Residents were effectively being used as an ATM to finance the city, which relied on tickets for $2million of revenue, or 14 per cent of its entire budget.
One woman who illegally parked her car in 2007 ended up spending six days in jail and having to pay a $1,000 fine.
The report said: ‘Many officers appear to see some residents, especially those who live in Ferguson’s predominantly African-American neighborhoods, less as constituents to be protected than as potential offenders and sources of revenue’.
The findings were all the more shocking because some 67 per cent of the population is of Ferguson is black.
Despite this they accounted for 85 per cent of vehicle stops between 2012 and 2014.
Blacks also made up 93 per cent of all arrests and 95 per cent of people who were jailed for more than two days were black.
At the time the report was written just three of 53 Ferguson police officers were black, even though two-thirds of the town’s 21,000 residents are African-American.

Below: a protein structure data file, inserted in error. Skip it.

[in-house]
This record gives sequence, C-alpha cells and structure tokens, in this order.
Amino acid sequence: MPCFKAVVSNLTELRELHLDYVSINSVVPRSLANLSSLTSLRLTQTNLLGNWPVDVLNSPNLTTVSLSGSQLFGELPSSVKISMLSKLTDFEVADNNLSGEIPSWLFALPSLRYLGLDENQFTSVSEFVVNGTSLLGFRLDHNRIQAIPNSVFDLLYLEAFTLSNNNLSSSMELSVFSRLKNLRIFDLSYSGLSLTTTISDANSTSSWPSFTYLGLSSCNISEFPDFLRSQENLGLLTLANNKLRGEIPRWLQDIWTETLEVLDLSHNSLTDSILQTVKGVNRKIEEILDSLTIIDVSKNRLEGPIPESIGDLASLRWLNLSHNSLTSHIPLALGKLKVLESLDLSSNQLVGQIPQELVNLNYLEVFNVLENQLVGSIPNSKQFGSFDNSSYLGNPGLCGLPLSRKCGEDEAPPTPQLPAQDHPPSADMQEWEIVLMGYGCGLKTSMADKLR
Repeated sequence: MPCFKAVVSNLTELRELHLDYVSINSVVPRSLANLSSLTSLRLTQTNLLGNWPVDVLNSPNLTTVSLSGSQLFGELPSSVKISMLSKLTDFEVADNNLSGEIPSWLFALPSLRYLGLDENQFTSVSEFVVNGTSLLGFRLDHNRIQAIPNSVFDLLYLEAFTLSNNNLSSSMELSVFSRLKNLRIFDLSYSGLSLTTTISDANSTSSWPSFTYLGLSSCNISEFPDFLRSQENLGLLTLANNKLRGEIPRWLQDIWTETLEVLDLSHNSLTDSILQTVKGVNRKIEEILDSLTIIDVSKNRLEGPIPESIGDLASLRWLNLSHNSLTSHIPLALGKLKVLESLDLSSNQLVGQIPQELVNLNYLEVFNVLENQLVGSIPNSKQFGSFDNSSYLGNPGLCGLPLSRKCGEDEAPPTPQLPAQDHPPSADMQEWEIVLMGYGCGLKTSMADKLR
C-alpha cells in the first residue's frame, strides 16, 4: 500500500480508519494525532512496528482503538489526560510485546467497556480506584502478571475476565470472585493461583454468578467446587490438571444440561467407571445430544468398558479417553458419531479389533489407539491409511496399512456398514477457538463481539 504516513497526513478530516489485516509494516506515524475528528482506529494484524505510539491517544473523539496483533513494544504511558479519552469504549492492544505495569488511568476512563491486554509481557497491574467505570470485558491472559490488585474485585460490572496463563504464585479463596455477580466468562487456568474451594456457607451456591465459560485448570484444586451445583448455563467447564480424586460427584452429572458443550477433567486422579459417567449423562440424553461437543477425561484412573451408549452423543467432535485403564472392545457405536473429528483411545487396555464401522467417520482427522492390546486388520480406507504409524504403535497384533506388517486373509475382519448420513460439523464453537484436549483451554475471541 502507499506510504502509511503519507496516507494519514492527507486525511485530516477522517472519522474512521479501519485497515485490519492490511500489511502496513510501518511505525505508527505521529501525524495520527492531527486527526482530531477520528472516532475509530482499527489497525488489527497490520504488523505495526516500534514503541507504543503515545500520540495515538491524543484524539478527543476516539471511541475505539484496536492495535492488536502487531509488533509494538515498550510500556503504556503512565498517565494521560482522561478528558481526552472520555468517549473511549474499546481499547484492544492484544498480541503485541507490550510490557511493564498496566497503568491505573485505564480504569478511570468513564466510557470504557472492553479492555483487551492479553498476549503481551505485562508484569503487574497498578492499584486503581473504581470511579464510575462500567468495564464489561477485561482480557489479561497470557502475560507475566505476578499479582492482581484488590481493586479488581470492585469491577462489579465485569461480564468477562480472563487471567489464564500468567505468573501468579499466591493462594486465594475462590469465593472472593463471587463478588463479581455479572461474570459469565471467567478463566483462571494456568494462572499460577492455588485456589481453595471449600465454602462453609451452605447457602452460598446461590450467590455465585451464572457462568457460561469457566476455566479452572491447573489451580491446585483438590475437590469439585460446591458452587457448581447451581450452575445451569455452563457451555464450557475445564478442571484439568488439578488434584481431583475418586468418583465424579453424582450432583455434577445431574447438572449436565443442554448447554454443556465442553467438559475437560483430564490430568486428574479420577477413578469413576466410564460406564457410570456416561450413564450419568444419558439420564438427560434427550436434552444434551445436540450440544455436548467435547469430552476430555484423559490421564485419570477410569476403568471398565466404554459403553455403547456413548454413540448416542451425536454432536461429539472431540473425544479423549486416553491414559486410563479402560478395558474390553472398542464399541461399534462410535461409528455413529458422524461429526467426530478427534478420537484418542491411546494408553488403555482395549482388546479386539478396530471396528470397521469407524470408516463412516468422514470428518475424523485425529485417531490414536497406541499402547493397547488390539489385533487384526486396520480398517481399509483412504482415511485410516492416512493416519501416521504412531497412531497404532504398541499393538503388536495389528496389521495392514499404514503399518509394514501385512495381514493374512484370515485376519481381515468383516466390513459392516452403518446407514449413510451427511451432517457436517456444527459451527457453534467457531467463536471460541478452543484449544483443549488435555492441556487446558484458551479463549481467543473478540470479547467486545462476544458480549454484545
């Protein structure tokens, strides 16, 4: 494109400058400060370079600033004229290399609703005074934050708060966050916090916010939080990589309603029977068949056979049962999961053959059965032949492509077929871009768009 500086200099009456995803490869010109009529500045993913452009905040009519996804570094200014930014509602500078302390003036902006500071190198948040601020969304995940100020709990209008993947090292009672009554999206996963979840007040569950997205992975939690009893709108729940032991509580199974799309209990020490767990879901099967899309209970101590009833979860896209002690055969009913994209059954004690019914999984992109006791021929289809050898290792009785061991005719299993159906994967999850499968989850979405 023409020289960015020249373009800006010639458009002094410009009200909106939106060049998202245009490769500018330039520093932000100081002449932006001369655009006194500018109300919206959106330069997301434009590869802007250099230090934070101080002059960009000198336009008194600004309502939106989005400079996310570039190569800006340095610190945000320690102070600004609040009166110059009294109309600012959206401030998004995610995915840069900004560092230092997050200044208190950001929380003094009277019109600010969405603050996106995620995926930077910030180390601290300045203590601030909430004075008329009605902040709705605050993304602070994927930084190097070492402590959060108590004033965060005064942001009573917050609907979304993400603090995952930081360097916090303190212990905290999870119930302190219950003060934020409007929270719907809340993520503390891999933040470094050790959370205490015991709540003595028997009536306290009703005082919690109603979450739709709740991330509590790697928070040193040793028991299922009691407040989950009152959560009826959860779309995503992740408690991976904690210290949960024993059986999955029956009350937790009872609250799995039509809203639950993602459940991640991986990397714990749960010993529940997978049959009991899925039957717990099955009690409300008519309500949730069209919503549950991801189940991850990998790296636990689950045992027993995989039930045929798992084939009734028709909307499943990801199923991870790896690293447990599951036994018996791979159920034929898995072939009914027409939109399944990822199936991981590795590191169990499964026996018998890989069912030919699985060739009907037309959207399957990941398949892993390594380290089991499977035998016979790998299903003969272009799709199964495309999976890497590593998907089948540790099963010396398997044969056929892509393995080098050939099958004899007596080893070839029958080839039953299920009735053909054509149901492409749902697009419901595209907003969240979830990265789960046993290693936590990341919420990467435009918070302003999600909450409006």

For those about whom the report was written, it was almost impossible to bear.
A serving Ferguson officer described the report as a ‘stab in the back’.
The cop said: ‘That’s not me. I don’t represent that. What the DOJ wrote I don’t represent that.’
A former officer said: ‘There are racist cops who work there. But to label the whole department racist?
‘No. I have seen things that made me raise my eyebrows but I’m not going to label the whole department racist. There are some people there who are extremely prejudiced, yes.’
Surprising the police officers who spoke to Daily Mail Online had broad sympathy for Chief Jackson, who quit after the Department of Justice report came out.